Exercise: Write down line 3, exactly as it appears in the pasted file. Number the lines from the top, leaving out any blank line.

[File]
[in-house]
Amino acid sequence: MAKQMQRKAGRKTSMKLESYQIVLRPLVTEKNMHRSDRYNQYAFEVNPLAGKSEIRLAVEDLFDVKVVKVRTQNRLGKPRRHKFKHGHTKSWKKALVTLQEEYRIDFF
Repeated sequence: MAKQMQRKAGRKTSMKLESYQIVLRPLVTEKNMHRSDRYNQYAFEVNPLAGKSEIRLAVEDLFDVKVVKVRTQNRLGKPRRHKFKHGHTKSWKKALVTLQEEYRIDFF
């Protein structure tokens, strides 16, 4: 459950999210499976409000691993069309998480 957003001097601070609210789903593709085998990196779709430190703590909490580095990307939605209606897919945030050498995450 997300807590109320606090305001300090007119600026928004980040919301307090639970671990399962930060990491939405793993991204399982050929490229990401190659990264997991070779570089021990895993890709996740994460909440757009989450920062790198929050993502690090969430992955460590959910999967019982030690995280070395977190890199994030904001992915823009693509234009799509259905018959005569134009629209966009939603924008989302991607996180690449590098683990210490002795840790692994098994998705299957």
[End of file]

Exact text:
Repeated sequence: MAKQMQRKAGRKTSMKLESYQIVLRPLVTEKNMHRSDRYNQYAFEVNPLAGKSEIRLAVEDLFDVKVVKVRTQNRLGKPRRHKFKHGHTKSWKKALVTLQEEYRIDFF